Building anticipation helps enhance pleasure and build sexual tension. “Remove your clothes slowly, spending time touching each revealed area,” says Rosario. “Try out a sensual massage. Kissing is a tried-and-true favorite! Kissing erogenous zones like the neck, ears, and cheeks, as well as lips, can be intensely pleasurable.”
Think of foreplay as a delicious, drawn-out practice of making sure your entire mind and body are as engaged as possible to receive pleasure.
Alice Queen, founder of Vanilla is the New Kink, often jokes with her husband about their sex being 'mindfulness meditations.’ “Apart from enjoying each other, we take this opportunity to unwind and focus on the present sensations that touch brings,” says Queen. “As part of this practice, we avoid or delay orgasm for as long as possible. But in the end, the levels of arousal are much higher compared to a 'standard foreplay and sex' dynamic. When we go on to have sex after our mindfulness session, orgasms are much more intense.”
She also thinks that they get many of the benefits of traditional meditation by focusing their minds on their bodies regularly and away from all the busy distractions of the world.
Slow Down and Add Sex Toys
“There is an incredible variety of toys available to suit every taste and preference,” says Rosario. “Interested in prostate stimulation? Get a toy (or two!) to help you achieve that! Want more clit stimulation? Toys can do that!”
LELO's new massager SILA has a large mouth that stimulates the entire clitoral area and enhances orgasmic sensation. Instead of a pinpoint of pleasure, SILA provides equal stimulation to the whole clitoris, which leads for a slow build-up to some amazing orgasms.
On the topic of sex toys, Rosario also suggests discussing your and your partner’s fantasies and see how incorporating toys can enhance your pleasure. “Adult toys can take your orgasms to the next level, so don’t be afraid to take the plunge.”
Slow Down and Rake in the Benefits
Foreplay offers numerous benefits, both physiological and physical. For couples, Rosario notes that foreplay helps build emotional intimacy, which increases your connection in and out of the bedroom.
“If you or your partner struggles to have an orgasm, more foreplay can help increase the number and intensity of orgasms you experience,” she says. Taking the focus off orgasming, and putting it on curiosity and pleasure, shifts the pressure away from having to perform.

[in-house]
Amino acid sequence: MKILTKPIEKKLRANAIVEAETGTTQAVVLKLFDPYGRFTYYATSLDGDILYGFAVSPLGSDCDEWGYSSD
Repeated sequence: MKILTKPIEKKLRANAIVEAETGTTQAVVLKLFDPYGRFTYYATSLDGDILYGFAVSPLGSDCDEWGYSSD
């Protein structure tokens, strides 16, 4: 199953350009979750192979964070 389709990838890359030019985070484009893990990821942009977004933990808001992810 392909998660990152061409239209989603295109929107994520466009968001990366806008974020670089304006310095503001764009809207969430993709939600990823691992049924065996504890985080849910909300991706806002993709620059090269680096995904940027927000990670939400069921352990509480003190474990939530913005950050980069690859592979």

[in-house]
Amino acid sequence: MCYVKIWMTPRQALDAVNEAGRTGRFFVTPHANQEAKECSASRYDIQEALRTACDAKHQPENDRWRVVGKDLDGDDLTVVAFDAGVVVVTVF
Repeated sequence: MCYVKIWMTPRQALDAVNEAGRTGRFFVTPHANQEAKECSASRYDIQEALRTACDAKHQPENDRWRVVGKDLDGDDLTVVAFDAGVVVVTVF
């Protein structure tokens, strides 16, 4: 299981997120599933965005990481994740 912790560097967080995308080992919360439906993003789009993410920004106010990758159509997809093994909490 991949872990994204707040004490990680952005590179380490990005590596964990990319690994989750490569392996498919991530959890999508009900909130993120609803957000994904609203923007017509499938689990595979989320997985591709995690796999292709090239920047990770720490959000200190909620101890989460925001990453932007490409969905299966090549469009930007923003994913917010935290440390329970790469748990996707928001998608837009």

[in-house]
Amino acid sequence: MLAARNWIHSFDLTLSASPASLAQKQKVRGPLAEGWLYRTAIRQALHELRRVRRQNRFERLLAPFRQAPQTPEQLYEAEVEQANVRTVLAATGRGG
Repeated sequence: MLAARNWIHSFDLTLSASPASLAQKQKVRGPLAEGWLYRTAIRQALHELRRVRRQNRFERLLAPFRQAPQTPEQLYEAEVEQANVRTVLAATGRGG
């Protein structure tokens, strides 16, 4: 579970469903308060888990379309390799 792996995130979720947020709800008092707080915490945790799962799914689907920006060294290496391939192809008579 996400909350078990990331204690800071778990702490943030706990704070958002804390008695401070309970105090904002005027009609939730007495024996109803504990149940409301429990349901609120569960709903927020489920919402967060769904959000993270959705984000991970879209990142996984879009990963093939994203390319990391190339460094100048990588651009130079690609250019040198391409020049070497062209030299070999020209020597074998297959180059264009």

“Even if you don’t have trouble orgasming, foreplay can give you stronger orgasms. Because foreplay builds sexual arousal and sets off the physical responses needed for sex (and orgasm), you will often experience more intense orgasms by building sexual tension and enhancing your body’s readiness for sex."
Rosario also notes that foreplay also helps overcome stress, releasing chemicals like oxytocin and dopamine that lower your cortisol (stress hormone) levels and increase feelings of euphoria and bonding.
Remember, if your hot spots aren’t as turned on as you’d like, it’s OK to ask for more foreplay or a sex toy to give yourself more self-love. Practice does make perfect and slowing down sex can be super-hot.
Ryn Pfeuffer is a versatile print and digital writer specializing in sex, lifestyle, and relationship topics. Over the past two decades, her work has appeared in more than 100 media outlets including Marie Claire, Playboy, Refinery29, The Globe and Mail, The Washington Post, WIRED, and Thrillist.
She adopted a pseudonym and was AVN’s (Adult Video Network) first female porn reviewer – while penning children’s books at the same time. More recently, she is the author of 101 Ways to Rock Online Dating (2019). She lives in Seattle with her rescue dog, Mimi. You can find her on Twitter @rynpfeuffer or IG @ryn_says